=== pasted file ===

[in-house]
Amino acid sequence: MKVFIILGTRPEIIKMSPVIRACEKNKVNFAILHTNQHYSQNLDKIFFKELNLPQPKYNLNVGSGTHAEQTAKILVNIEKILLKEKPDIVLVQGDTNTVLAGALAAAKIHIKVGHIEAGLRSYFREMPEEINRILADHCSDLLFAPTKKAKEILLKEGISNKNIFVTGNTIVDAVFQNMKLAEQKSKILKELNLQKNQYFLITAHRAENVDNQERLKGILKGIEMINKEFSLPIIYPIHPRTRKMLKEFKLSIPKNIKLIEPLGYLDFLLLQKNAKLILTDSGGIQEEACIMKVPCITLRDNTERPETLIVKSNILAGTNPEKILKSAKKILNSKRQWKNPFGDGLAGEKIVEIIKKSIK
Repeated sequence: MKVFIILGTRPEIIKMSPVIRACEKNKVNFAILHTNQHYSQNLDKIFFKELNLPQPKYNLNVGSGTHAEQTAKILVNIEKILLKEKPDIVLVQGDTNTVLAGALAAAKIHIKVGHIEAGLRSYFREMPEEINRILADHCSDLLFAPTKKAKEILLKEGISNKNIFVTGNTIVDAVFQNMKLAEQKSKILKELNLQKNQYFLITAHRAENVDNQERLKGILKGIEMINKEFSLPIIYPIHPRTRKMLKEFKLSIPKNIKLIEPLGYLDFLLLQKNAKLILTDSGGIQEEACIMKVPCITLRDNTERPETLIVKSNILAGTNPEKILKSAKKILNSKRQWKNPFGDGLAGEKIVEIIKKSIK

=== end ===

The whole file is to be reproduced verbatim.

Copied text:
[in-house]
Amino acid sequence: MKVFIILGTRPEIIKMSPVIRACEKNKVNFAILHTNQHYSQNLDKIFFKELNLPQPKYNLNVGSGTHAEQTAKILVNIEKILLKEKPDIVLVQGDTNTVLAGALAAAKIHIKVGHIEAGLRSYFREMPEEINRILADHCSDLLFAPTKKAKEILLKEGISNKNIFVTGNTIVDAVFQNMKLAEQKSKILKELNLQKNQYFLITAHRAENVDNQERLKGILKGIEMINKEFSLPIIYPIHPRTRKMLKEFKLSIPKNIKLIEPLGYLDFLLLQKNAKLILTDSGGIQEEACIMKVPCITLRDNTERPETLIVKSNILAGTNPEKILKSAKKILNSKRQWKNPFGDGLAGEKIVEIIKKSIK
Repeated sequence: MKVFIILGTRPEIIKMSPVIRACEKNKVNFAILHTNQHYSQNLDKIFFKELNLPQPKYNLNVGSGTHAEQTAKILVNIEKILLKEKPDIVLVQGDTNTVLAGALAAAKIHIKVGHIEAGLRSYFREMPEEINRILADHCSDLLFAPTKKAKEILLKEGISNKNIFVTGNTIVDAVFQNMKLAEQKSKILKELNLQKNQYFLITAHRAENVDNQERLKGILKGIEMINKEFSLPIIYPIHPRTRKMLKEFKLSIPKNIKLIEPLGYLDFLLLQKNAKLILTDSGGIQEEACIMKVPCITLRDNTERPETLIVKSNILAGTNPEKILKSAKKILNSKRQWKNPFGDGLAGEKIVEIIKKSIK